Raül Magí, who writes the blog Les Rades Grises: Una Mirada a la Literatura Fantástica, asked me recently to write a few words about the future of dystopia after Covid-19. You can find my contribution and many others by persons I admire very much in the Catalan SF/fantasy circuit here: https://lesradesgrises.com/2020/04/19/com-seran-les-noves-distopies/. I believe that making predictions of any kind makes very little sense. Nobody making predictions about 2020 back in December 2019 would have imagined the catastrophe we are now going through (even though Wuhan was already in deep trouble). On the other hand, it takes time for traumatic experience to be fully understood and even though we now rush to discuss new events as soon as they begin to happen (Netflix already has a documentary series about Covid-19), what this crisis really means will only be grasped perhaps in the 2030s, supposing it is over by then. The best fiction and autobiography about WWI started appearing in 1929; the Holocaust only became the topic of countless publications from the 1960s onward. I told Raül this and then I added that I hope to see many utopian fantasies of reconstruction (Slavoj Žižek has already written a book proposing a new form of communism, though I’m not sure I would support that) and also an end to dystopia because, I wrote, “this is a genre we can only enjoy as long as we enjoy a safe, comfortable lifestyle, which is what we have lost now”.

I am very much aware that this lifestyle has been so far enjoyed by a privileged minority in the world, to which I belong as an academic but also as a citizen of the Western world (though I’m not forgetting the millions of fellow-citizens who have lost all safety nets). The crisis caused by Covid-19 has so many angles that covering all of them is practically impossible but try to imagine what it is like to be a refugee, a person in a war zone, homeless or poor and then have the virus threaten your life on top of that. What is at stake right now for us, the privileged, is, leaving aside the brutal economic impact for all, a sort of spiritual numbness. Spain has been very hard hit not only because the early signs of the pandemic were disregarded (that has happened in many other countries anyway) but also because our lifestyle involves plenty of personal contact. We touch each other a lot in comparison to other cultures, tend to be gregarious, and think of our lives as extended networks beyond home. Now we are asked to obey personal distance and that is a main ingredient of what I am calling spiritual numbness. Online contact has many advantages but it is not the same as face-to-face contact. What the virus has brought is a total suspicion of proximity which must be already having a devastating impact on intimacy at all levels. If the Government decreed tomorrow that we can go back to normal in about one month, I fear that my own personal sense of abnormality will persist and it will take me time to get close to people again. On the other hand, I think of the Germans demanding that the Government of the Balearic Islands opens up the territory to tourism again this summer and I realize that their selfishness is also part of this spiritual numbness I am describing. Who are they to say that our lockdown measures are unnecessary, I wonder? How can they be so unfeeling?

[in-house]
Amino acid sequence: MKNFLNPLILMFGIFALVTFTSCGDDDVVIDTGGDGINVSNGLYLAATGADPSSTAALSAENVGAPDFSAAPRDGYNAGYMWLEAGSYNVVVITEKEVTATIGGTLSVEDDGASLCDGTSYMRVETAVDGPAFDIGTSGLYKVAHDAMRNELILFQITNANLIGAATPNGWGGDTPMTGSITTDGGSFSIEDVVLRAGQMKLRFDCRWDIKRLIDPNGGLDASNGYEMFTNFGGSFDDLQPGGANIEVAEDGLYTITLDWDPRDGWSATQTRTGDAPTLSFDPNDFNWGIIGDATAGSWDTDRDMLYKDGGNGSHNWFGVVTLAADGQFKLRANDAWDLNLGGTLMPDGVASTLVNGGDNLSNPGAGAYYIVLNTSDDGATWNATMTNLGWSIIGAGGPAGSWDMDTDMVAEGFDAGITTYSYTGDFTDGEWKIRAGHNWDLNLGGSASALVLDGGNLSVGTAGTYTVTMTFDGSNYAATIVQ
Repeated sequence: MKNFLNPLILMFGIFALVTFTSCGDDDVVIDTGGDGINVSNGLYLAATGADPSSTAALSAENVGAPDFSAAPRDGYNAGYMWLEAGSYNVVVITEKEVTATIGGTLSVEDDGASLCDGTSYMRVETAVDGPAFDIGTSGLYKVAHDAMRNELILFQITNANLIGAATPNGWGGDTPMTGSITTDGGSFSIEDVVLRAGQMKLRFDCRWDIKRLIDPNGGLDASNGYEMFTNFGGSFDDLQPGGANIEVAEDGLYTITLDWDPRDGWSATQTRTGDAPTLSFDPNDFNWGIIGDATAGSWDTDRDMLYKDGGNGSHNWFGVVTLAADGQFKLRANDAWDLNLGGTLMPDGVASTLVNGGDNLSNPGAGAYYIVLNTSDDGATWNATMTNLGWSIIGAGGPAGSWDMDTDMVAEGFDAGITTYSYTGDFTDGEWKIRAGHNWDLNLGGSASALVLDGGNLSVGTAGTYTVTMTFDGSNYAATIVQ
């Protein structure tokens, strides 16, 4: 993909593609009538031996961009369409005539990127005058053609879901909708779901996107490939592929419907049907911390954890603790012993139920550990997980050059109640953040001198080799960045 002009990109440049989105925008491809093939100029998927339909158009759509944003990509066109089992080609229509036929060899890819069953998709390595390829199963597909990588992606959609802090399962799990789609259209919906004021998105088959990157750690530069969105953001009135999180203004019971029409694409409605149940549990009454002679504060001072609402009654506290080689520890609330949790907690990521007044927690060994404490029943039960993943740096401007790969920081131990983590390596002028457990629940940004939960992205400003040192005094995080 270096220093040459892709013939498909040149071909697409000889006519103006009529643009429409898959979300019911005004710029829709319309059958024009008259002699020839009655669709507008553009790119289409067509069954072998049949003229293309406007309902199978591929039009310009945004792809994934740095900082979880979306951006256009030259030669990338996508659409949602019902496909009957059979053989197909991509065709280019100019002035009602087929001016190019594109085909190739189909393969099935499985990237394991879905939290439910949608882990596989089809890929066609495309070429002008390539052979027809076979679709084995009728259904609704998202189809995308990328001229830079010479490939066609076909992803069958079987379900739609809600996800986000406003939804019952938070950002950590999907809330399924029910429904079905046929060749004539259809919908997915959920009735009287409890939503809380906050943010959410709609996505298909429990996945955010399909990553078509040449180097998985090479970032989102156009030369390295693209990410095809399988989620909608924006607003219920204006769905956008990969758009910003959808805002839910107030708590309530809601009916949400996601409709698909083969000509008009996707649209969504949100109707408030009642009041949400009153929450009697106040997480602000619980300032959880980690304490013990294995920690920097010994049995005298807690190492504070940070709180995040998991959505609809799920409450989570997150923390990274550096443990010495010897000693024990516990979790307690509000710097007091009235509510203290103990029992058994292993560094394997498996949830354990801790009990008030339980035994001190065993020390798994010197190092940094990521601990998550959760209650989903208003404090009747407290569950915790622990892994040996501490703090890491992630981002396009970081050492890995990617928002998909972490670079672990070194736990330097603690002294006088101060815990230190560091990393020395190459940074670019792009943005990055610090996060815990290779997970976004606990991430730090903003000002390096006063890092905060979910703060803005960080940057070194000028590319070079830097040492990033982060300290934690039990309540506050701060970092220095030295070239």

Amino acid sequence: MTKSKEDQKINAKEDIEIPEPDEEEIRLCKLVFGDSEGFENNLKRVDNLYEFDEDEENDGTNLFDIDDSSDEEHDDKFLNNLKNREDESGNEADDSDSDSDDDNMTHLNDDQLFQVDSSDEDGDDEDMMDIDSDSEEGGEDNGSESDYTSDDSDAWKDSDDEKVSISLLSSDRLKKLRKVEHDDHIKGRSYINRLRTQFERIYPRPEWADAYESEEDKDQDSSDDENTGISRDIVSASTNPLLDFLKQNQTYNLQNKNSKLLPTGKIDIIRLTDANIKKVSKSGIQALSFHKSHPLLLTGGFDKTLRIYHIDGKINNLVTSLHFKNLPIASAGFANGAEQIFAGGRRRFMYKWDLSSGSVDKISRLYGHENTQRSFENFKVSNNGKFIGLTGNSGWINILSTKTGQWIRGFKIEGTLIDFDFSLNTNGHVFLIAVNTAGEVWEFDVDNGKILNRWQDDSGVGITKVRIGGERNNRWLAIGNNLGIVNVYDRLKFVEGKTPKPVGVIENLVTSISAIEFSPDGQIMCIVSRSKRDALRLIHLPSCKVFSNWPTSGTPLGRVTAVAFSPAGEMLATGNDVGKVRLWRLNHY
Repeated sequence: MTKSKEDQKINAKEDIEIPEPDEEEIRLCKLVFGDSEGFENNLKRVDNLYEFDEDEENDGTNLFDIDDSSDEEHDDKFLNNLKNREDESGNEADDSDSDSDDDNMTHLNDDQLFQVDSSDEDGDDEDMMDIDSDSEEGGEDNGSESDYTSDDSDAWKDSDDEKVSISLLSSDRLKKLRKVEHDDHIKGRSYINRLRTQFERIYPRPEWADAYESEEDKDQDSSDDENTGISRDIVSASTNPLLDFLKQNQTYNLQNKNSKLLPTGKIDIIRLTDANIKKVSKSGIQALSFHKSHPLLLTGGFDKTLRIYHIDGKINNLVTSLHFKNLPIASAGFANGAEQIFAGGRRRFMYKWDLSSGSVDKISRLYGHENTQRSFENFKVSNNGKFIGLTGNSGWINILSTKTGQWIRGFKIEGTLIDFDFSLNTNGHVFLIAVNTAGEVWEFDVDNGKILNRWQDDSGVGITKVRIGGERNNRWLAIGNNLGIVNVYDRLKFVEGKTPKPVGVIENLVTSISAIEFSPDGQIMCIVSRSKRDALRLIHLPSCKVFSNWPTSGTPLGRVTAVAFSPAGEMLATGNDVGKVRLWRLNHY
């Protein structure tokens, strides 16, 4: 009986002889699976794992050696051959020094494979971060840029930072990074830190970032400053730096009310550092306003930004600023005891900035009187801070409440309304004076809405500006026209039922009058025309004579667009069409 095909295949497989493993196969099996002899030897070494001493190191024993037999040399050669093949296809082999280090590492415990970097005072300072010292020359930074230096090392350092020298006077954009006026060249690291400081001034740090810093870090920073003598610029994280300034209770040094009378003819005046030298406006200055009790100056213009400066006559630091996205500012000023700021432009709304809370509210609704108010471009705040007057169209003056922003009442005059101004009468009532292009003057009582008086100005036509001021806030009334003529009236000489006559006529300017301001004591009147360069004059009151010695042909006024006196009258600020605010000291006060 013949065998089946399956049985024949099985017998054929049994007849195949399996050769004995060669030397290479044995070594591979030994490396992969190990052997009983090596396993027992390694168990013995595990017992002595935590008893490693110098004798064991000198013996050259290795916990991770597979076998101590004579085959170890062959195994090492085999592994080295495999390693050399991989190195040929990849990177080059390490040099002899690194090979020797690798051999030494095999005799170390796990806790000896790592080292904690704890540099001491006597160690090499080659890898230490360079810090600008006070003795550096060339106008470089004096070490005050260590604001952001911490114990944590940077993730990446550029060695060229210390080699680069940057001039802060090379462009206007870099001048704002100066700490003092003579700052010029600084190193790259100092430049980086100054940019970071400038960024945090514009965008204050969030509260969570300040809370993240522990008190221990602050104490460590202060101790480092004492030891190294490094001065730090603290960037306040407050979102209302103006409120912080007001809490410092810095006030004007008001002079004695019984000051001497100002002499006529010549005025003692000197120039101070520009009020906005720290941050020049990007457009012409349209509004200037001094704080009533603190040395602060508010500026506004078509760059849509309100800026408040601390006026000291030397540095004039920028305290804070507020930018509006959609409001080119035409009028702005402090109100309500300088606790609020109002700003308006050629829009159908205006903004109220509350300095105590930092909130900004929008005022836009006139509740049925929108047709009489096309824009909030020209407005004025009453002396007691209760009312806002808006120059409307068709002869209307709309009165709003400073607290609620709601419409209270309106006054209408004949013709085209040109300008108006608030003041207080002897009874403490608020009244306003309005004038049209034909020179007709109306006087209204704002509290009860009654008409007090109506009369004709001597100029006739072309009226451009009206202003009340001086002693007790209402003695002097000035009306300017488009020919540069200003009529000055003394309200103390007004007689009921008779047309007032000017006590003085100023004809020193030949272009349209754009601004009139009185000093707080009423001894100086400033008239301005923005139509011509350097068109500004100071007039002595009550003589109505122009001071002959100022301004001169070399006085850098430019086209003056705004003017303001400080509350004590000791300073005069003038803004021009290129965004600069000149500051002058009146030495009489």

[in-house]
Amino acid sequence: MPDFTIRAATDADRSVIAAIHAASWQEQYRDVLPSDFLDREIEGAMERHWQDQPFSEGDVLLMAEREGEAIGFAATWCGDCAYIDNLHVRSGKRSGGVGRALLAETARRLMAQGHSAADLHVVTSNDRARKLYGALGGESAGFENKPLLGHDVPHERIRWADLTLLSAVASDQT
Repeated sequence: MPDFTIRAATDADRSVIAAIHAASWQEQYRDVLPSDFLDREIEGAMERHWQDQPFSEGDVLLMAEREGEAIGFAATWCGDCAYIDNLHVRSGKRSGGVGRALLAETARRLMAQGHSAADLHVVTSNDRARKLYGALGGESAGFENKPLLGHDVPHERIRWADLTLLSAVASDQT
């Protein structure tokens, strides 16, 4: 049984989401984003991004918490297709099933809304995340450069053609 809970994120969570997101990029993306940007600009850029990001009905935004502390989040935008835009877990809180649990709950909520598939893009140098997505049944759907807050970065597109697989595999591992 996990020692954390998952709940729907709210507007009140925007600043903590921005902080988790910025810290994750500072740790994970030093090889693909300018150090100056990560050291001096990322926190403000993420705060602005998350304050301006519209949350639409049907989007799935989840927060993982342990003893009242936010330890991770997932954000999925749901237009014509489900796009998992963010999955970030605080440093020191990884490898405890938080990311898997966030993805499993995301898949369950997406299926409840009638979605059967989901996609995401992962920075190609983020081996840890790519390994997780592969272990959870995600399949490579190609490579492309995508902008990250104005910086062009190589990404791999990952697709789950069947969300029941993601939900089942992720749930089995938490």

The other reason why I dislike dystopia, apart from its inherent hypocrisy about privilege, is its destructiveness. What we’re going through is a mild form of dystopia in comparison to what a far more aggressive virus could have caused; a scientist recently claimed that Covid-19 is but a poor apprentice in comparison to HIV, though, of course what makes the new coronavirus so effective is its very simple strategy of contagion. Anyway, in dystopian fiction when a society is devastated and needs to focus on pure survival, it soon becomes apparent that all the skills developed since prehistory are useless. Only hunters, farmers and, if the post-apocalyptic society is lucky, low-level technicians are necessary (I mean smiths, weavers, and so on). In dystopia doctors become gradually useless because they require high-tech machinery; you only need to think of how the lack of basic protective gear has resulted in the death of many doctors and nurses, and how many patients have been lost for lack of respirators. Dystopia is a most potent generator, in short, of spiritual numbness for it makes you feel that if worse comes to worse, we’re done for. It also makes you feel your own intrinsic worthlessness. Why should I survive? Who needs academics in dystopia? What can culture contribute? One thing I regret about this crisis, though, is that it is not having the impact I expected in questioning celebrity. Musicians, for instance, are proving very convincingly that they do have a place even in current dystopia, but not even Covid-19 is helping us to get rid of all the superfluous celebrities that still persist in sharing their parasitical lives. Of course, they might think the same about me and my academic peers.

Utopian narrative of the kind I hope authors feel motivated to write, has the opposite effect: instead of making you feel useless, it asks how you might contribute to building a new society and it provides ideas about how to do it. This is why we hardly have any utopian narrative. Writing dystopia is very easy because it consists of imagining how a privileged world can be dismantled layer by layer: the aliens invade, the climate changes, a plague goes rampant, the economy collapses and one by one the comforts that we know vanish, from voting in democratic elections to eating every day. Dystopia consists of thinking how things could be worse, but for that things have to be good enough, otherwise the loss is not felt, the suspension of disbelief does not work. Many are reading or watching dystopia now for the sake of comparison (was the Spanish flu of 1918 worse than Covid-19?) but this is, I insist, numbing. All energies should go now to taking advantage of this horror and imagine a new way of doing things. Many others are asking for utopia now but I think that the impulse could be best consolidated by potent new utopian fiction. Otherwise, we’ll go back to that false sense of security that made us doubt climate change or the use of vaccines. That recent but already lost time when we felt that we could afford the luxury of enjoying dystopia because it would not happen in our lifetime. Well: here it is, now see how you like it.